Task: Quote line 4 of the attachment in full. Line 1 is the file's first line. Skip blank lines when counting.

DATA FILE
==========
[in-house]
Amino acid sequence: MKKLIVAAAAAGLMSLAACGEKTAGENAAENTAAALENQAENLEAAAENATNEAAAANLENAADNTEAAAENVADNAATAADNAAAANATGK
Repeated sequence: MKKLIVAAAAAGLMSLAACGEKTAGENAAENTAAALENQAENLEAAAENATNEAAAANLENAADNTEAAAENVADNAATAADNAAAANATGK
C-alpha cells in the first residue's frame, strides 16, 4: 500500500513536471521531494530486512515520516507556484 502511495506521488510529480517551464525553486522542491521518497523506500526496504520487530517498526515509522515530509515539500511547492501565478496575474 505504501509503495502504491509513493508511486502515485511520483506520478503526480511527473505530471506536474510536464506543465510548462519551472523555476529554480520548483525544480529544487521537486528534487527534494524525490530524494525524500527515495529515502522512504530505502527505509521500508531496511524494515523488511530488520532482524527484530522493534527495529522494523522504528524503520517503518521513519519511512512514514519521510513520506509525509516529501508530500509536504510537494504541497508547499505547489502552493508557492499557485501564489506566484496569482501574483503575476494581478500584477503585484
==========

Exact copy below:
C-alpha cells in the first residue's frame, strides 16, 4: 500500500513536471521531494530486512515520516507556484 502511495506521488510529480517551464525553486522542491521518497523506500526496504520487530517498526515509522515530509515539500511547492501565478496575474 505504501509503495502504491509513493508511486502515485511520483506520478503526480511527473505530471506536474510536464506543465510548462519551472523555476529554480520548483525544480529544487521537486528534487527534494524525490530524494525524500527515495529515502522512504530505502527505509521500508531496511524494515523488511530488520532482524527484530522493534527495529522494523522504528524503520517503518521513519519511512512514514519521510513520506509525509516529501508530500509536504510537494504541497508547499505547489502552493508557492499557485501564489506566484496569482501574483503575476494581478500584477503585484